This may be so but the article goes on to say that the conviction rate is still roughly the same at 18.8%. What message is the criminal justice system sending to women in violent relationships if they report violence, it is investigated and then nothing is done about it?

The other disturbing matter about the article is the accompanying photo makes the woman look like she’s smiling while her partner hits her. The media need to beware of what message this light-hearted image is sending as it takes the reader’s attention away from thoughts of violence and diminishes the gravity of the issue.

Noelle Virtue

Wednesday, 12 March 2008

Rape Crisis needs your help

I have been spending a lot of time in the last month researching various strands of violence against women. The other day I was speaking to someone at the Rape Crisis centre in Essex and was asking her about the number for the national rape help line. I must say I was horrified to learn that one does not exist.

I cannot imagine what it must be like for a woman who has gone through such an horrific experience to then not have a national telephone number that she can ring to seek help. I mean what is she to do? Ring the police? Although there seem to be many improvements in the response from police to rape we still hear many horror stories of women feeling victimised a second time by those who are meant to help and support them.

I suppose she could ring her local council to find out where her nearest support service is located but then again if she was from London her nearest rape crisis centre would be in Croydon!

If you feel as disturbed as I do by these revelations then please make her voice heard. You can sign the Downing Street petition or write directly to your MP asking them to support the issue in Parliament on your behalf.

Noelle Virtue

Visit the WI End Violence Against Women Campaign.

Tuesday, 11 March 2008

I am in danger of turning into my grandfather

I am in danger of turning into my grandfather – he used to tell tales of his childhood, of how much bread cost in the Austro-Hungarian Empire and how modestly he and his family lived, despite having had a butcher’s shop and two pubs in a small provincial town. As a result of our recent campaigns I keep catching myself wanting to share memories of my childhood with others: no one in my school was ever obese, we played outside in free time, roaming the suburbs and the little woodland near my home, I used to be sent for milk to a tiny shop in the basement of the house next door and it was poured from a large aluminium container, the bread was cut from loaves (you either had a whole, half or quarter), ham was cut of the bone, we shopped daily in small quantities, and coffee, citrus fruit, bananas and cocoa were the only items that came from afar. And if the milk went sour, then we made cheese from it by pouring it in boiling water and then hung the curdled lumps on the balcony in cheesecloth. And we had no fridge, so kept butter in an earthenware pot in the pantry on the floor. Then things started to change and there may be a bit of nostalgia attached to my memories. No, I would not want to live without a washing machine or a modern iron. But I can now see how much of what we have considered modern and better was in fact leading up to the current selfish and disastrous way of life. Those plastic bags that were so exciting in the beginning and replaced the expanding string bags have come to be one of the ugliest signs of our modern lives. WI campaigns are tackling the issues where they matter most: in our lives and I think they have united members and given us the strength to start this difficult century as a confident and positive organisation. My husband came back from a business trip last week and confessed to chatting up a fellow passenger who he noticed had a WI diary with a bit of an unusual pick up line: Excuse me, are you a member of the WI? She answered yes, I am and added, a bit cautiously, actually, I am proud to be a WI President. My husband responded by saying ‘and I am proud to be married to the General Secretary’. Once he explained that I was working in the NFWI HQ, they enjoyed a WI filled conversation and I was so happy to hear that the member felt that recent WI campaigns have been behind our success, put the organisation back in the general public’s eye, and have brought new members in. Farah Nazeer who has been heading the Public Affairs team for the past 3 years has been poached by the British Retail Consortium and so we will have to say goodbye. I want to thank Farah and the Public Affairs team for helping members become such a formidable modern campaigning force. If anyone can green up British retail, Farah can – and if not, members would know what to do.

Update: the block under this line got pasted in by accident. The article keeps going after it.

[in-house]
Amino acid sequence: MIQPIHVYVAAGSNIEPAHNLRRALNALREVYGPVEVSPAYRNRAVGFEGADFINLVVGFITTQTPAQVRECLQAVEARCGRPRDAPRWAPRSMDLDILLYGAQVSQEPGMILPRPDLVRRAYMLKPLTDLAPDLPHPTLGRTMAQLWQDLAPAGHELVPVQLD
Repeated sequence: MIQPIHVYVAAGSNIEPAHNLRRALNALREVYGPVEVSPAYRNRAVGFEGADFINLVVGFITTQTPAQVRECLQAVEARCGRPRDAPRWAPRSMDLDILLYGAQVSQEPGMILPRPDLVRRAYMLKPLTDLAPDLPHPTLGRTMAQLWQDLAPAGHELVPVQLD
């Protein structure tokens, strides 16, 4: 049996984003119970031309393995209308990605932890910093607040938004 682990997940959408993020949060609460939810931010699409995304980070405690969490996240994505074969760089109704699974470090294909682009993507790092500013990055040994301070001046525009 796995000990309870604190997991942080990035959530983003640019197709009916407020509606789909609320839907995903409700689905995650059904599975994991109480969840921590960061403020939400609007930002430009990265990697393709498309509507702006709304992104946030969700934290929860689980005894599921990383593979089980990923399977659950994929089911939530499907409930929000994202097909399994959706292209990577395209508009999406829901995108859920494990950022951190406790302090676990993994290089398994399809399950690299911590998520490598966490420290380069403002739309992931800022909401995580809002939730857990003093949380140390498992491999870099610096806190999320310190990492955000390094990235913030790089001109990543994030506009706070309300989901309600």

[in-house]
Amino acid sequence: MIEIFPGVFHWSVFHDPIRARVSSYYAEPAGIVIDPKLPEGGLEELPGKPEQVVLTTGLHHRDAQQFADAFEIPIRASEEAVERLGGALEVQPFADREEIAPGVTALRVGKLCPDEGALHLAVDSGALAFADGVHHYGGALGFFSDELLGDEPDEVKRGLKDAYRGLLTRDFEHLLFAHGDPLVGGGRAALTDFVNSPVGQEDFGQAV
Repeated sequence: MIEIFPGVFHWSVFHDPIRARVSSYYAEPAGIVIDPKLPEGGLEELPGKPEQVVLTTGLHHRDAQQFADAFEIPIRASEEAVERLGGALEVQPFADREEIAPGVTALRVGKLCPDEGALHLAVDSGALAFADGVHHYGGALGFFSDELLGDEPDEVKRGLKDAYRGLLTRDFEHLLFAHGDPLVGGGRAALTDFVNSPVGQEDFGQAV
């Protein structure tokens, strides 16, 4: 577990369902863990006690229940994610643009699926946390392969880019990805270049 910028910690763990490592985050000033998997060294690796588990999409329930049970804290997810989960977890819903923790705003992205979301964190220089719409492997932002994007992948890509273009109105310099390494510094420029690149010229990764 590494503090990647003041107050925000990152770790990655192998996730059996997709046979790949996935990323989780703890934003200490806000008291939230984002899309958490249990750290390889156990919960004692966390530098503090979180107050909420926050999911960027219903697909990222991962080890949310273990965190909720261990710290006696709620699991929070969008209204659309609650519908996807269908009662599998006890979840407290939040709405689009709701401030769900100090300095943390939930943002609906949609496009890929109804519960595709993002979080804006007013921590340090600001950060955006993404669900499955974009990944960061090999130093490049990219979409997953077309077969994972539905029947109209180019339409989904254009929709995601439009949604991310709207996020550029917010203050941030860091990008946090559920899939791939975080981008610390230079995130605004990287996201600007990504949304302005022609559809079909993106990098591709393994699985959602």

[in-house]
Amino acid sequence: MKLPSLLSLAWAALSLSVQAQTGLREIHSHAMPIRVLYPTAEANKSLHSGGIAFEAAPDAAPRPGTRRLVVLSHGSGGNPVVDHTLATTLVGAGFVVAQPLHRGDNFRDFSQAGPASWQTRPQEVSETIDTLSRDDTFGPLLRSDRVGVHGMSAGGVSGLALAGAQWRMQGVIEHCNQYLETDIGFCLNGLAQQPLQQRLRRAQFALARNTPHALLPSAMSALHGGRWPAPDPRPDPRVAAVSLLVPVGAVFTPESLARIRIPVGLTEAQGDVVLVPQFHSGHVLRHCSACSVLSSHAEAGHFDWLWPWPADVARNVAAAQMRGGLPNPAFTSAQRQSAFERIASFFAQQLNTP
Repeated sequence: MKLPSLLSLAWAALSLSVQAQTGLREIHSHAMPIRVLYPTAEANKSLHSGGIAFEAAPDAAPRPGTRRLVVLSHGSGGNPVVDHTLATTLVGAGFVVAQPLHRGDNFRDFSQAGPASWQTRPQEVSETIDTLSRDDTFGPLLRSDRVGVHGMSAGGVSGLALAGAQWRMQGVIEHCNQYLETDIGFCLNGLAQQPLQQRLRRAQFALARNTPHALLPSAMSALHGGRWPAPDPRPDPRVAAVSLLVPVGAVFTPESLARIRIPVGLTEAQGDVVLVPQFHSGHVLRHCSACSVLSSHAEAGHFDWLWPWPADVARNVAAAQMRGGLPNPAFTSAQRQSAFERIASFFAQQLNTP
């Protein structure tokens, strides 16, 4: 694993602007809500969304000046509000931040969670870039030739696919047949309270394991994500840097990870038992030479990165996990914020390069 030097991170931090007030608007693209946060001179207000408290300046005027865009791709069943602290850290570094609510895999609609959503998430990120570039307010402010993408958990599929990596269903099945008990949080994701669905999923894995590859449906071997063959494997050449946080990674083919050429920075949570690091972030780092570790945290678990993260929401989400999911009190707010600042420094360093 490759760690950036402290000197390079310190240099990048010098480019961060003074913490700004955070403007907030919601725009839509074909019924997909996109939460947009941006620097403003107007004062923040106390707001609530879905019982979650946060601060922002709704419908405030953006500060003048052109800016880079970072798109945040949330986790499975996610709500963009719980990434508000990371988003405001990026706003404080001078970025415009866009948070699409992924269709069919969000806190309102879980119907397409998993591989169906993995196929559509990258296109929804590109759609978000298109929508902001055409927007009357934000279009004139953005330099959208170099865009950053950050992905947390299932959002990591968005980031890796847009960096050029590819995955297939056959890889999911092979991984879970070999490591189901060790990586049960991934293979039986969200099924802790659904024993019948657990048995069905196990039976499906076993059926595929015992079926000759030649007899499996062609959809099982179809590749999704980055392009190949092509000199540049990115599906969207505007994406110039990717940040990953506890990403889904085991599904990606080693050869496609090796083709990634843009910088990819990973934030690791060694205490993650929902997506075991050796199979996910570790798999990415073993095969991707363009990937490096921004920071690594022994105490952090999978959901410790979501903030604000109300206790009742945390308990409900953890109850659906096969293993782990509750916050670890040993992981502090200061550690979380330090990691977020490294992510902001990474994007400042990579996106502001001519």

Jana Osborne
General Secretary

Friday, 7 March 2008

Meeting Gordon Brown

We were invited, along with 18 other organisations, to meet Gordon Brown to discuss our views on climate change.

We were a mixed bunch – Friends of the Earth, Christian Aid, WWF, RSPB, Oxfam, the Woodland Trust and National Trust among others, so we all came with a different agenda. We agreed fairly quickly that Climate Change was the over-arching issue, but everyone wanted to include their own take on it. Many wanted to take a very strategic line and challenge the Government on its lack of coherence and sense of urgency on tackling climate change, so we agreed to start off with that, and that the WI should put forward the individual’s point of view. Someone said the WI represented “reality” which was more compelling than strategy. We also agreed to include Europe, coal power stations and air travel as well as the international scene. The wildlife organisations wanted to include adaptation. Quite an agenda!